Climate researcher Dr. Gianluca Grimalda says that he risks losing his post at the Kiel Institute for the World Economy in Germany for refusing to use a plane as a means of transport back from Papua New Guinea.
Grimalda plans to return to Germany from his research trip without flying in order to reduce his carbon emissions by 90%, and instead intends to travel using ferries, coaches, trains and cargo ships.
However, he said the institute gave him three days notice to return by October 2 which would have forced him to fly, according to a statement issued by climate group Scientist Rebellion.
Grimalda told CNN that the Kiel Institute told him to “expect a second warning/request to show up in Kiel traveling by plane,” after he failed to return and that they “will then issue the letter of redundancy” when he fails to show up a second time.
His salary for September has not been paid and his offer of unpaid leave has been turned down, he added in a statement.
The Kiel Institute told CNN that it “doesn’t comment on internal personnel matters in public. When traveling on business, the Institute supports its employees in traveling in a climate-friendly manner.”
When asked about Grimalda’s claim that his September salary was unpaid, the Kiel Institute said that it would not publicly comment on an “internal personnel matter… for the protection of our employees.”
An experimental economist and campaigner with Scientist Rebellion, Grimalda had been carrying out fieldwork in Bougainville, Papua New Guinea for six months, studying the relationship between globalization, climate change and social cohesion.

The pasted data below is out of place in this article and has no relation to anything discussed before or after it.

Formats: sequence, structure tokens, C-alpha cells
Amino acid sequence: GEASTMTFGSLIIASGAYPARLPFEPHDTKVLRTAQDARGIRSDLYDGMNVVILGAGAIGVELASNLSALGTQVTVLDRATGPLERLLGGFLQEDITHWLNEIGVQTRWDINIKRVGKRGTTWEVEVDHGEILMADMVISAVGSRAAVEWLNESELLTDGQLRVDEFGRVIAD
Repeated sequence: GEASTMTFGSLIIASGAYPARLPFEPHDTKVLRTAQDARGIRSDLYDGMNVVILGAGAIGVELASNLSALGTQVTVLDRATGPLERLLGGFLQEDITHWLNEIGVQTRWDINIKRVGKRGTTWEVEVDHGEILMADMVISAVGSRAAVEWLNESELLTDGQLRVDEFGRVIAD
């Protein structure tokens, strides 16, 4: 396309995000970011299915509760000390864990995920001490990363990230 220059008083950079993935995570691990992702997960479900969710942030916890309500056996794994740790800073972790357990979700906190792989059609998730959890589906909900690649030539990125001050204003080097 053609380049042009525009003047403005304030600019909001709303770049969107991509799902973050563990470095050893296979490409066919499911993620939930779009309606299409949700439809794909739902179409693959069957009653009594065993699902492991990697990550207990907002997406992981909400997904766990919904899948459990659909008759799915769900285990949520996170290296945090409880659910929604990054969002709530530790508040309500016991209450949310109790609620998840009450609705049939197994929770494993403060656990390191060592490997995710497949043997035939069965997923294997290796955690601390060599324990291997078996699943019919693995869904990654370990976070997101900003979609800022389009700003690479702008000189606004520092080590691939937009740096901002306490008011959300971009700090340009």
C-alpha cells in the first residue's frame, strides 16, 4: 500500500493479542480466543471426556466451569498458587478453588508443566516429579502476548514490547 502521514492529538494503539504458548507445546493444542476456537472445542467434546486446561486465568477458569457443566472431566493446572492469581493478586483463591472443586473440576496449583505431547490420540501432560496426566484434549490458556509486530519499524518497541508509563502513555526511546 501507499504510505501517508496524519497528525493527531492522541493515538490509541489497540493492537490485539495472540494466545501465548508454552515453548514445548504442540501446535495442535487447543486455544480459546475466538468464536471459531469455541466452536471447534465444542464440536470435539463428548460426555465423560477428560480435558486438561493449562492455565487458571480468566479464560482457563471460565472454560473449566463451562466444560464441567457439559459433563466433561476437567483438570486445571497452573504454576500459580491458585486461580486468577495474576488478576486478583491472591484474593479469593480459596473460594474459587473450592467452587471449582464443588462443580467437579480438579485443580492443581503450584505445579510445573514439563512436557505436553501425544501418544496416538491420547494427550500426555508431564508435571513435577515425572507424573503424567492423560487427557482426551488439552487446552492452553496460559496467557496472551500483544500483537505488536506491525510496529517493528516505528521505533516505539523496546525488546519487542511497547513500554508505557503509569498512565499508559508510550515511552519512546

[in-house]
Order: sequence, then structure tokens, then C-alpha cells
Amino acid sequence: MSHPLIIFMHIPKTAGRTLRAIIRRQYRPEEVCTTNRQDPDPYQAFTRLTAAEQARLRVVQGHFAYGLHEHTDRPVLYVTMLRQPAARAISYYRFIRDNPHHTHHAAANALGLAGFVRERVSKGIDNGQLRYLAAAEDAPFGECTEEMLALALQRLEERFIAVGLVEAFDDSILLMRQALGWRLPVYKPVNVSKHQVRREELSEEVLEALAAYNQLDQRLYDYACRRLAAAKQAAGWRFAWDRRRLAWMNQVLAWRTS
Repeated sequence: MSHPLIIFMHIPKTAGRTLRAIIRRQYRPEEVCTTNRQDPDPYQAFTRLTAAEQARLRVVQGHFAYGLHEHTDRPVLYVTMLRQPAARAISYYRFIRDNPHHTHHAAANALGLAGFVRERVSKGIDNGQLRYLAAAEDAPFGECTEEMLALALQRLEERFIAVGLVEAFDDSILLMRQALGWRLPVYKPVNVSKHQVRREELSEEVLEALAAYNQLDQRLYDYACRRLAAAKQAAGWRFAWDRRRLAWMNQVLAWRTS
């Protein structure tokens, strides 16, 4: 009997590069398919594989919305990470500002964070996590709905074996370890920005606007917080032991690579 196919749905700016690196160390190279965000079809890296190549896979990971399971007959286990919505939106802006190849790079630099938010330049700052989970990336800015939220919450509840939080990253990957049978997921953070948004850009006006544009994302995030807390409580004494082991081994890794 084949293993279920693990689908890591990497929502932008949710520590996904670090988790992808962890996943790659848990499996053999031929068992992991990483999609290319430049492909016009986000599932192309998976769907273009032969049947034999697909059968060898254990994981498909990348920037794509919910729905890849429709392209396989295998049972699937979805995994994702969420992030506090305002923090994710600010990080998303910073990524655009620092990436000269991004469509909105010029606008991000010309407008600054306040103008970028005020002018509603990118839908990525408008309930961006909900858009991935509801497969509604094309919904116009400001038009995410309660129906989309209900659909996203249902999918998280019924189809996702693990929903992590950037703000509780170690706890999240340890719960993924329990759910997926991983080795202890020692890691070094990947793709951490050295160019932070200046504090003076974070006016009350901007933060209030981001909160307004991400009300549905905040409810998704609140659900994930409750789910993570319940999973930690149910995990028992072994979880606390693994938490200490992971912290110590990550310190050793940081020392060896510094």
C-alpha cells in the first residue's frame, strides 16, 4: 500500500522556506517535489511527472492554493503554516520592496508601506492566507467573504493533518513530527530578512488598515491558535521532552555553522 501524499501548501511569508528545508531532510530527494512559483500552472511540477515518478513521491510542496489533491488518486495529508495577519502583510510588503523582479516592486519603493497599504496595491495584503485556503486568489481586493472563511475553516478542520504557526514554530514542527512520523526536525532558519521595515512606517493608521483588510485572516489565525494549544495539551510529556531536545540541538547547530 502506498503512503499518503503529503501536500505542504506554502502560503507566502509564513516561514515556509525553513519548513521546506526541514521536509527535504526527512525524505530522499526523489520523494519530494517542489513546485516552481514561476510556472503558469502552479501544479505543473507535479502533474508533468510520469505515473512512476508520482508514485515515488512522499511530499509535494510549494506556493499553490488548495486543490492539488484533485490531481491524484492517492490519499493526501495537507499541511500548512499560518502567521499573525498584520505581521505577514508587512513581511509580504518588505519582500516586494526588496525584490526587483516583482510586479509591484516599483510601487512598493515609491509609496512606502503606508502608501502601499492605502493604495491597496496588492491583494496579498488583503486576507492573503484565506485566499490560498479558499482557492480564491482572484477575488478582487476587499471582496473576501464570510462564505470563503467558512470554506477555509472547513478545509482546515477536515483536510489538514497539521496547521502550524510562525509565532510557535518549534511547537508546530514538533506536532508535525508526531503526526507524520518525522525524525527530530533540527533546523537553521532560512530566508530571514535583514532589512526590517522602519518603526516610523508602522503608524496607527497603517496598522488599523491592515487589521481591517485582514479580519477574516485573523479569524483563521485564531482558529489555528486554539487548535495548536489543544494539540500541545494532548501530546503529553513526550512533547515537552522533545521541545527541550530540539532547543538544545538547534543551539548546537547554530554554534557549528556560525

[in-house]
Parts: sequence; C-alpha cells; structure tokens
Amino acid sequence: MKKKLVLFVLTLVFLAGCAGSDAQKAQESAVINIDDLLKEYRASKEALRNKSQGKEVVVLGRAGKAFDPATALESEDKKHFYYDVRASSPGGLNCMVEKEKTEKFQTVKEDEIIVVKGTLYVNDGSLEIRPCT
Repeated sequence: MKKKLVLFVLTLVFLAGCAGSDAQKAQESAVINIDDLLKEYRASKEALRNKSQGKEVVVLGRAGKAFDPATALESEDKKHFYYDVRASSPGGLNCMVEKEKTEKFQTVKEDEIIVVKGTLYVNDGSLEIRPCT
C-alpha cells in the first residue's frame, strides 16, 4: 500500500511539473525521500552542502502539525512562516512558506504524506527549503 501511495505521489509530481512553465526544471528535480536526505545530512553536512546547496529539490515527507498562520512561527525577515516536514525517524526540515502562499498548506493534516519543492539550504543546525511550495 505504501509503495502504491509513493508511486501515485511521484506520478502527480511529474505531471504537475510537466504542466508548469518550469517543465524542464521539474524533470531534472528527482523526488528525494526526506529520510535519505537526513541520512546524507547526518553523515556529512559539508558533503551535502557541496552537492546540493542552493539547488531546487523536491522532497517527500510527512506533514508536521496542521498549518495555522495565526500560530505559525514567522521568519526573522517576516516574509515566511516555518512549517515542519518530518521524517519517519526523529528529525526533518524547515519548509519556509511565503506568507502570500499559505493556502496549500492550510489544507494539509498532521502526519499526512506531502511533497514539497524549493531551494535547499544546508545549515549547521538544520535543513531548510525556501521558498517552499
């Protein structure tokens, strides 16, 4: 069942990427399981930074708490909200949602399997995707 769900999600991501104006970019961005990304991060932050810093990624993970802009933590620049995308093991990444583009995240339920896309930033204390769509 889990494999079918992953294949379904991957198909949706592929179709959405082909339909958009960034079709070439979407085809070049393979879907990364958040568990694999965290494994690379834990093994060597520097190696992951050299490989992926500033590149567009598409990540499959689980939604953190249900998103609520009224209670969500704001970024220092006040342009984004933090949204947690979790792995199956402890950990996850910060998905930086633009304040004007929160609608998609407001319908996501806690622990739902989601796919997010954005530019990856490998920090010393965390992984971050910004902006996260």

Grimalda’s permission for traveling ended on September 10 but his research took longer than originally planned due to several security threats – including one occasion when he was held hostage by a group armed with machetes and all his belongings were confiscated, Scientist Rebellion’s statement said.
As the climate crisis intensifies, the impact of aviation has come under increasing scrutiny. Commercial aviation causes 2.5% of global CO2 emissions each year, with flight demand – and emissions – forecast to increase significantly in the coming years. As an alternative, climate activists such as Greta Thunberg have modeled greener ways to travel such as by ship or train.
“I am prepared to face all the legal and economic consequences of this decision,” Grimalda said in a statement. “Ultimately it’s also a mental health issue. My psychological state can’t but be described as one of climate anxiety, and flying can’t but worsen this condition.”
It took Grimalda 35 days to reach Papua New Guinea from Germany earlier this year, as he traveled 15,000 kilometers (9,321 miles) overland to Singapore before taking a flight for the second leg of the trip.
He is currently still in Papua New Guinea before he leaves on a cargo ship on October 8 for his long trip back to Germany.
CNN’s Laura Paddison contributed reporting.
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